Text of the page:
A study disclosed on Thursday in Berlin showed that salmonella bacteria were present in 30 percent of Germany’s large-scale egg-production farms, whereas the infection rate in Scandinavian nations was below one percent.
Some of the 2 000 known salmonella varieties can trigger life-threatening gastro-intestinal illness in children and old people.
The bacteria, which are found in raw eggs and raw poultry meat, can be killed by cooking.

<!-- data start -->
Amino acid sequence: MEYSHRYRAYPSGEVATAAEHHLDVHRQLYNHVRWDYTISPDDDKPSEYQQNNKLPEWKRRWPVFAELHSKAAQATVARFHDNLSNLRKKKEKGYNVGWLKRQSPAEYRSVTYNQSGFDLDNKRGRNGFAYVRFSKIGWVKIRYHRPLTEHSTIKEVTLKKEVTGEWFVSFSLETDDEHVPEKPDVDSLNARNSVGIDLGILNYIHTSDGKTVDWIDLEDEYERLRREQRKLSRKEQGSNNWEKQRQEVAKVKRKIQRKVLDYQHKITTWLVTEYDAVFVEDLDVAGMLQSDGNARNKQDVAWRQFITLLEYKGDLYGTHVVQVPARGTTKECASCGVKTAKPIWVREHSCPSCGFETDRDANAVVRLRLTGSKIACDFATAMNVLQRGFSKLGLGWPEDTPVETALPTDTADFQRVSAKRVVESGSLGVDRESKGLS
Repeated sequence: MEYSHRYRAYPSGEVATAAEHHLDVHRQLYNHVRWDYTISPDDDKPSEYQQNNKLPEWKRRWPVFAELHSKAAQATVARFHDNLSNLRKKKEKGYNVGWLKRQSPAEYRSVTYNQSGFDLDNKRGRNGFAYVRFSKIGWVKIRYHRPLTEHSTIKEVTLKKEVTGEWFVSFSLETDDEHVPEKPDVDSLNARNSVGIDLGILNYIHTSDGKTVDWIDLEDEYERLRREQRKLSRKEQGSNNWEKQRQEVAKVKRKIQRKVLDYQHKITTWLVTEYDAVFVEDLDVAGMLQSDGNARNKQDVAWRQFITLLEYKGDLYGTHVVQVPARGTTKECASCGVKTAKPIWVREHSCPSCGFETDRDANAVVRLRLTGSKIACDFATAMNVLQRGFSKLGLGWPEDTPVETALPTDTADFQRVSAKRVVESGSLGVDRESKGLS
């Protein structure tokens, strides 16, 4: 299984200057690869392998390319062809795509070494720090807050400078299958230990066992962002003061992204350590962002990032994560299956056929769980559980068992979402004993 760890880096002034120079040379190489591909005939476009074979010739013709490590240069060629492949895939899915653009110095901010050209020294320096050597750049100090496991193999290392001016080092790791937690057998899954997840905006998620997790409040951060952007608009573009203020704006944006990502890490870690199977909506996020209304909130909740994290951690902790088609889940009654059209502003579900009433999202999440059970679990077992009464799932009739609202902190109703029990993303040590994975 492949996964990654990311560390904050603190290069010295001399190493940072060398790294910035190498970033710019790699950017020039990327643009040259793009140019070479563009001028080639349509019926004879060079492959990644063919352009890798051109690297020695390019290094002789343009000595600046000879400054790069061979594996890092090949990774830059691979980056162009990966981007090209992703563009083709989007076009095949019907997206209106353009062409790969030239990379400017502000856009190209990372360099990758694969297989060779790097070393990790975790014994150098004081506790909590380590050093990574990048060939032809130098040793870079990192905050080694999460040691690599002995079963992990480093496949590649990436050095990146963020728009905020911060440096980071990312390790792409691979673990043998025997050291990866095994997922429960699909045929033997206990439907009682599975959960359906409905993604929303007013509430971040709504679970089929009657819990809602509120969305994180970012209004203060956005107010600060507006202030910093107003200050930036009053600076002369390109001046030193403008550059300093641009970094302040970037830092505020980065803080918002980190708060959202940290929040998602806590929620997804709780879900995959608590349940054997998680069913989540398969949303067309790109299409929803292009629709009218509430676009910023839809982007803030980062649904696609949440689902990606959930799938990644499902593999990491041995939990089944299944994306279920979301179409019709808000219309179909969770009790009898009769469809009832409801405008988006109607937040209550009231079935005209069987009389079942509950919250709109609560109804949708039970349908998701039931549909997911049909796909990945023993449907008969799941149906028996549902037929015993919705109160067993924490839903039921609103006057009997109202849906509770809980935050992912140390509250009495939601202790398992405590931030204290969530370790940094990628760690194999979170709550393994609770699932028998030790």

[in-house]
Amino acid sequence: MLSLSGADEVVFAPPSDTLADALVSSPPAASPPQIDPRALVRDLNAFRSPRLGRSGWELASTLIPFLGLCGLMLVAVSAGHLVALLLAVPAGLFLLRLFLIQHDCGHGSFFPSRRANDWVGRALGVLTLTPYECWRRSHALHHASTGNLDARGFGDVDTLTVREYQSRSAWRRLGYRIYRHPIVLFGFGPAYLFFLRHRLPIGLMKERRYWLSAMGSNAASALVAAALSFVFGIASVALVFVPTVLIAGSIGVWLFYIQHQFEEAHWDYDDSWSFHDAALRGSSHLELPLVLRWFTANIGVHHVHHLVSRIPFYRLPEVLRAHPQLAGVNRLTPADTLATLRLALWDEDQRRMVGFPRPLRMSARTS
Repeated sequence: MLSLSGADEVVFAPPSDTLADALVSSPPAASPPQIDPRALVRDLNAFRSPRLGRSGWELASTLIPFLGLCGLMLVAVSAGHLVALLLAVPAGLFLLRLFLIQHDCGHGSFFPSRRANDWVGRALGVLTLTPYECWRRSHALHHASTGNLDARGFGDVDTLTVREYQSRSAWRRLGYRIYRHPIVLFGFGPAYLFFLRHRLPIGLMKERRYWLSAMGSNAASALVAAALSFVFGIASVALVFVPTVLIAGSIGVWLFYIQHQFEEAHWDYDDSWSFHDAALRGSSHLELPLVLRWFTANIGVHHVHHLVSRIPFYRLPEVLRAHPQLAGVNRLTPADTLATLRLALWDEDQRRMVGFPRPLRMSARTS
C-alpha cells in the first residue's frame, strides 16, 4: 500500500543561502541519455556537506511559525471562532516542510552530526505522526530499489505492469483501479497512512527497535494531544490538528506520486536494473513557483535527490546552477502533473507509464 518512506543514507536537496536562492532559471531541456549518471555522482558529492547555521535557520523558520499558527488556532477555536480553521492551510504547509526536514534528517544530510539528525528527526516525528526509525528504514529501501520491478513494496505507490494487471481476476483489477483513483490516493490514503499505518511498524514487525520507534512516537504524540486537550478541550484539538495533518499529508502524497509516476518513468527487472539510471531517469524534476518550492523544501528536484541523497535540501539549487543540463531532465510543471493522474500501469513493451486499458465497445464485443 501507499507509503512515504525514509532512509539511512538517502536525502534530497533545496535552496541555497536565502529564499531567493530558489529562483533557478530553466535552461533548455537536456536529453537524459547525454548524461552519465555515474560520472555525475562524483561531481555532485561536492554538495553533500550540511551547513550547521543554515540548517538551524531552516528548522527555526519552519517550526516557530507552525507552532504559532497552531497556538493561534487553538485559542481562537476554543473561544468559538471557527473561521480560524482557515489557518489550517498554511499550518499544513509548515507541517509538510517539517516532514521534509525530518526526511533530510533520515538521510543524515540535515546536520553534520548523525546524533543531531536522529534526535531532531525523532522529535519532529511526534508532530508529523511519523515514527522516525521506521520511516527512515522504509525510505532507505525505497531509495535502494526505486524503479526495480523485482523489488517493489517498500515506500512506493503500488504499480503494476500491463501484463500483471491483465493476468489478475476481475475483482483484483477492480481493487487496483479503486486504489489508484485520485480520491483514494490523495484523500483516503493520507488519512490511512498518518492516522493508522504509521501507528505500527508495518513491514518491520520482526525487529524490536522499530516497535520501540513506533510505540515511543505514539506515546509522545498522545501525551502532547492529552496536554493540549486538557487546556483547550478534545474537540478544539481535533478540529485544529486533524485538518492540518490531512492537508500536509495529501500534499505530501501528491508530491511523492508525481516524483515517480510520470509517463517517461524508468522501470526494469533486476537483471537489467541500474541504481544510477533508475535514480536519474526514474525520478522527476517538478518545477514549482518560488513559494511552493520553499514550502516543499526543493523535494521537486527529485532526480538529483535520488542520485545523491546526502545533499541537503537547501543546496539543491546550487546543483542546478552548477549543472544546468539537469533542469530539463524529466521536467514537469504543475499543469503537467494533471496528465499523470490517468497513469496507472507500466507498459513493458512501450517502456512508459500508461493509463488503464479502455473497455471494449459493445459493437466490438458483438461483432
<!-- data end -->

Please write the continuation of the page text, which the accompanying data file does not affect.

The figures, derived from a 25-nation pilot study, were released by the Federal German Institute for Risk Analysis in Berlin. It said the rate of infection in some eastern European nations was 65 percent or higher.
The institute said final figures would be available in the autumn.